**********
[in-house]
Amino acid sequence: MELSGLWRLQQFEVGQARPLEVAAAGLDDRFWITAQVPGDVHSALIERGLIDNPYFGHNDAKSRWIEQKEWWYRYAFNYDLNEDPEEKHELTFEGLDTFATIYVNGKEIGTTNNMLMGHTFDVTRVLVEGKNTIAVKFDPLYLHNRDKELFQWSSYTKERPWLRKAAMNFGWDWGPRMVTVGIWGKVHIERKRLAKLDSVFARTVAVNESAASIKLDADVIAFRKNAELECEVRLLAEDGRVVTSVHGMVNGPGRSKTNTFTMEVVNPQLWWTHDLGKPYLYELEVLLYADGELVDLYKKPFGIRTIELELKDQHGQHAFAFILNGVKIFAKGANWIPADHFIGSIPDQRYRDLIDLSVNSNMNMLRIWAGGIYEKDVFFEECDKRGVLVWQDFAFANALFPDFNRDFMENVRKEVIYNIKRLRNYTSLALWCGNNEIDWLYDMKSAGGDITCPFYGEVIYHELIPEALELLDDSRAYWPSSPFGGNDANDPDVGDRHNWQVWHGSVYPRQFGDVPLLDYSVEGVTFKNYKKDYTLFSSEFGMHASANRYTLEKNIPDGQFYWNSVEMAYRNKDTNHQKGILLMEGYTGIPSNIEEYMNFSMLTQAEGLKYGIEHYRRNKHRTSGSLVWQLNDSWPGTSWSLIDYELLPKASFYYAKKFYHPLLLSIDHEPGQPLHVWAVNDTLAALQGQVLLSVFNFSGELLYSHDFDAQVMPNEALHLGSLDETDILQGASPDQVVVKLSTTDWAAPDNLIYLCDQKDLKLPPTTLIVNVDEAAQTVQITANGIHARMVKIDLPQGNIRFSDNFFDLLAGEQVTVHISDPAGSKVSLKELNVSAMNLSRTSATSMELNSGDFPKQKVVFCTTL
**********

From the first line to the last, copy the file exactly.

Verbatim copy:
[in-house]
Amino acid sequence: MELSGLWRLQQFEVGQARPLEVAAAGLDDRFWITAQVPGDVHSALIERGLIDNPYFGHNDAKSRWIEQKEWWYRYAFNYDLNEDPEEKHELTFEGLDTFATIYVNGKEIGTTNNMLMGHTFDVTRVLVEGKNTIAVKFDPLYLHNRDKELFQWSSYTKERPWLRKAAMNFGWDWGPRMVTVGIWGKVHIERKRLAKLDSVFARTVAVNESAASIKLDADVIAFRKNAELECEVRLLAEDGRVVTSVHGMVNGPGRSKTNTFTMEVVNPQLWWTHDLGKPYLYELEVLLYADGELVDLYKKPFGIRTIELELKDQHGQHAFAFILNGVKIFAKGANWIPADHFIGSIPDQRYRDLIDLSVNSNMNMLRIWAGGIYEKDVFFEECDKRGVLVWQDFAFANALFPDFNRDFMENVRKEVIYNIKRLRNYTSLALWCGNNEIDWLYDMKSAGGDITCPFYGEVIYHELIPEALELLDDSRAYWPSSPFGGNDANDPDVGDRHNWQVWHGSVYPRQFGDVPLLDYSVEGVTFKNYKKDYTLFSSEFGMHASANRYTLEKNIPDGQFYWNSVEMAYRNKDTNHQKGILLMEGYTGIPSNIEEYMNFSMLTQAEGLKYGIEHYRRNKHRTSGSLVWQLNDSWPGTSWSLIDYELLPKASFYYAKKFYHPLLLSIDHEPGQPLHVWAVNDTLAALQGQVLLSVFNFSGELLYSHDFDAQVMPNEALHLGSLDETDILQGASPDQVVVKLSTTDWAAPDNLIYLCDQKDLKLPPTTLIVNVDEAAQTVQITANGIHARMVKIDLPQGNIRFSDNFFDLLAGEQVTVHISDPAGSKVSLKELNVSAMNLSRTSATSMELNSGDFPKQKVVFCTTL